These small events add up over time and can take a huge toll on the way a woman views herself in relation to men and the greater society at large. Being constantly caught in this power struggle can be destructive to self-esteem and could cause lasting damage.
How should we make sense of these events?
When catcalling first became a regular event in my life, I thought that it was my fault for dressing particularly provocative or revealing too much skin. However, I began to notice that it did not make a difference whether I was bundled head to toe for a Spokane winter, or in a California summer sundress. I have heard many people blame young women for the actions of men and it never fails to infuriate me. My winter coat and boots amply cover 97% of my body, yet I was still becoming an object of men’s critiques as I crossed the street. Obviously, covering up any particularly sexual body parts does not ward off unwanted attention.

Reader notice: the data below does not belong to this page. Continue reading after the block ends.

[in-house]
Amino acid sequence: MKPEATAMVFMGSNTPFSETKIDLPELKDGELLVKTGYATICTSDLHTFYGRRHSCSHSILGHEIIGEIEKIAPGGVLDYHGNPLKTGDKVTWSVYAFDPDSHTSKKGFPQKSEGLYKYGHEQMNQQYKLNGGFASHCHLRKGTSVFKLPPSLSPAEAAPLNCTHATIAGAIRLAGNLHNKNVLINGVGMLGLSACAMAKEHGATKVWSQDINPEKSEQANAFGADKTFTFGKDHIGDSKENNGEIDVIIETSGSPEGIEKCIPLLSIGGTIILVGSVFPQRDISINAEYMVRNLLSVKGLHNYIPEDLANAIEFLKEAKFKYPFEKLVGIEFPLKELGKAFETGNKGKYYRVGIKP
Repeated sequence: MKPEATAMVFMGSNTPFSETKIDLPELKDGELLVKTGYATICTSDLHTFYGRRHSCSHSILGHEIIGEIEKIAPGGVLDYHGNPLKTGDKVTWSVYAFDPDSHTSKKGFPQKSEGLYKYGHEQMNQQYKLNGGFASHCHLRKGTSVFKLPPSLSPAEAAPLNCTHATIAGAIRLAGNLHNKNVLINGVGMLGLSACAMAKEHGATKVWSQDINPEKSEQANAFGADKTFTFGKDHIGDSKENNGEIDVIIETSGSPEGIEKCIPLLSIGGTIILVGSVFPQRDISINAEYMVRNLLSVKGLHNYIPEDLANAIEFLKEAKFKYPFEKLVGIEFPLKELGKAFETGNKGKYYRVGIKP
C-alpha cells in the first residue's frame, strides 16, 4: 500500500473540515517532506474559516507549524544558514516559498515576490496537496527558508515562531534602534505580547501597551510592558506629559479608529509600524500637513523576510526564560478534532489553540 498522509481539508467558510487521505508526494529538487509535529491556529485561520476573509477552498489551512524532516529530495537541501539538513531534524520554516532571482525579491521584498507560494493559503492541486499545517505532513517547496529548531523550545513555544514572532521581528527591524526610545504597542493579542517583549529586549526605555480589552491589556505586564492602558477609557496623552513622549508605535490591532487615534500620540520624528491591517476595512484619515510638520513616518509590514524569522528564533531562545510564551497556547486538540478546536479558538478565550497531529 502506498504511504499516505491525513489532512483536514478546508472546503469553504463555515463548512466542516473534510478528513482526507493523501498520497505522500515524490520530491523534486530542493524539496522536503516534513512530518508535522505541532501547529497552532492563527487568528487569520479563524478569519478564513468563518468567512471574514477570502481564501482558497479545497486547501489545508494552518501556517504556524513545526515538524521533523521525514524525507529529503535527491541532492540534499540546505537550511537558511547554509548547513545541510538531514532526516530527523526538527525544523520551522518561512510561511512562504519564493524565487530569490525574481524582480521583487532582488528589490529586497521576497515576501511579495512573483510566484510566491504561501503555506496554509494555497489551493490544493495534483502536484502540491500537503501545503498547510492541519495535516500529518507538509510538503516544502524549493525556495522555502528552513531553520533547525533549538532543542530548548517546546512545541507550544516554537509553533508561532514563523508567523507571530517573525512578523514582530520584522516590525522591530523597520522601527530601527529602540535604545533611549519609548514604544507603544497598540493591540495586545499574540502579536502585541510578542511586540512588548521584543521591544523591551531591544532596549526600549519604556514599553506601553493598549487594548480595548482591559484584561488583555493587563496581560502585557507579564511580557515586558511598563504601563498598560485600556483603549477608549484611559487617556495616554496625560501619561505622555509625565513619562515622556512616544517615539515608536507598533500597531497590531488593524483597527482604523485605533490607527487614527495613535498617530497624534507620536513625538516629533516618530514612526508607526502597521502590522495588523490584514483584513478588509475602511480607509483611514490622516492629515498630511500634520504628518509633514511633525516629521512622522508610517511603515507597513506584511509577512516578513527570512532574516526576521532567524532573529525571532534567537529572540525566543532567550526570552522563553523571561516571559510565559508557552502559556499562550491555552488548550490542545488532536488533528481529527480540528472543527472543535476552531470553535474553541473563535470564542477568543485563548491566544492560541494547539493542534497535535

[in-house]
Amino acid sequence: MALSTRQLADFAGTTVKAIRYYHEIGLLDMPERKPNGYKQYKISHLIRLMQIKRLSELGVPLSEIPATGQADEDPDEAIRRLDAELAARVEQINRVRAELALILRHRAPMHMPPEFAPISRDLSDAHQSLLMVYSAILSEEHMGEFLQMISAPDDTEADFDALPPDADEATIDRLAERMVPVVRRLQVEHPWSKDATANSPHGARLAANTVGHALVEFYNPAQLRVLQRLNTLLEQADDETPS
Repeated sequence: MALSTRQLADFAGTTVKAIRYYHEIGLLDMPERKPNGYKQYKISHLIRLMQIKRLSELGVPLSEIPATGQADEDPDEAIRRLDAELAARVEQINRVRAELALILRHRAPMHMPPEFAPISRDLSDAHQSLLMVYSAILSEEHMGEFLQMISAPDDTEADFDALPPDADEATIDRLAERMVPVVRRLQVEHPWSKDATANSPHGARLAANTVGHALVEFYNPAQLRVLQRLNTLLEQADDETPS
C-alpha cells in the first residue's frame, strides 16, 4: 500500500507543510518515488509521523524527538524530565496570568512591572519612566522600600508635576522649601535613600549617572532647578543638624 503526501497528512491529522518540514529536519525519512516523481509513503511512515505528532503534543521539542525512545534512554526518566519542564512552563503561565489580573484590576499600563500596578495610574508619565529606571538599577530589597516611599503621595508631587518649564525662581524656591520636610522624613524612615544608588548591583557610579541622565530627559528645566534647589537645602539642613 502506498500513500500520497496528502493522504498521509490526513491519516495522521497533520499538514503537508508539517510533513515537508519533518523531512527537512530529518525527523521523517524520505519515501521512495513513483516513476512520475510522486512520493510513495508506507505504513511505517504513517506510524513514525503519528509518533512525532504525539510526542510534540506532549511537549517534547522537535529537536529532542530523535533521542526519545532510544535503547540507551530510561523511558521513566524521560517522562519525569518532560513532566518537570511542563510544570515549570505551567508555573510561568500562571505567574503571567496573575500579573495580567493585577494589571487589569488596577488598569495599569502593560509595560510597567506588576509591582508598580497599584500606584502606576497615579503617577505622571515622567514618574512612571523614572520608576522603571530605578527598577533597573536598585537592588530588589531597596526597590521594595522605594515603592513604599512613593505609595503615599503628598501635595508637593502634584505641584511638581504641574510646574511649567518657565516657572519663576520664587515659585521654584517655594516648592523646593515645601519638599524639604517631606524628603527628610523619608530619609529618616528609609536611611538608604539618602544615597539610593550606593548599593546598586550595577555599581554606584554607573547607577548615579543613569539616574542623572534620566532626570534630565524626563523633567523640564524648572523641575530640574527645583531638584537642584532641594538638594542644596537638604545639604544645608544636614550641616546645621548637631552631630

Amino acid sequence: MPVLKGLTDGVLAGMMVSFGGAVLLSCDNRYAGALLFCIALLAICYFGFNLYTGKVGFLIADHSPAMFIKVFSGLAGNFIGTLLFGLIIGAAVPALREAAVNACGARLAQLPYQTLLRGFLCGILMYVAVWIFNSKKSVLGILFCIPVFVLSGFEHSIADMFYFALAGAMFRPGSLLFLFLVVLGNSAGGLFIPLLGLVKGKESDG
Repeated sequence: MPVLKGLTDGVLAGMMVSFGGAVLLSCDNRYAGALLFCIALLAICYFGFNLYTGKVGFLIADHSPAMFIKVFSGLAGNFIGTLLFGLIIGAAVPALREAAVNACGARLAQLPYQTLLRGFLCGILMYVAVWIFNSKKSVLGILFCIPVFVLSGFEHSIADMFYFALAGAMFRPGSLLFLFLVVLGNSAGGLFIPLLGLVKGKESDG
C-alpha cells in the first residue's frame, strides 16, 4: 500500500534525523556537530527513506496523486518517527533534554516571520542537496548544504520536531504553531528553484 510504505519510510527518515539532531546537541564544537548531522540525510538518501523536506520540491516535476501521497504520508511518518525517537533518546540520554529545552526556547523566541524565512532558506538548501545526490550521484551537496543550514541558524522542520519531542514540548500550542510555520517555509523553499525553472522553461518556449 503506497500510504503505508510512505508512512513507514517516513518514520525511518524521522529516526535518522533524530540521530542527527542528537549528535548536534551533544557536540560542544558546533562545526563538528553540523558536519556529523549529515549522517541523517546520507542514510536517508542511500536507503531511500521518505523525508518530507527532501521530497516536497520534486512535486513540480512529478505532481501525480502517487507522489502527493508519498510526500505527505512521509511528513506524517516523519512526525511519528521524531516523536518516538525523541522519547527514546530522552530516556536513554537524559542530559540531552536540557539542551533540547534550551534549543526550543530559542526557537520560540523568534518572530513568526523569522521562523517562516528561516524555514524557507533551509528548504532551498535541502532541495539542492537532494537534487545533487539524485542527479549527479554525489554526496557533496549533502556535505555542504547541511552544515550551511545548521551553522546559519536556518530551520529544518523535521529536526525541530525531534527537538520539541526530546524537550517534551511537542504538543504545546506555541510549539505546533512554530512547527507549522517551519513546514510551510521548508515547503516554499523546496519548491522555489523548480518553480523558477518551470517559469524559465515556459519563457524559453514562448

If it isn’t my fault, then whose fault is it? Yes, each perpetrator makes an individual decision whether to call out to the woman on the street. However, the issue is bigger than just one or two jerks. If catcalling is a widespread phenomenon, then the issue must be altogether widespread. We must examine the culture at large. What about our current cultural state makes men feel the need to assert dominance over women they do not even know.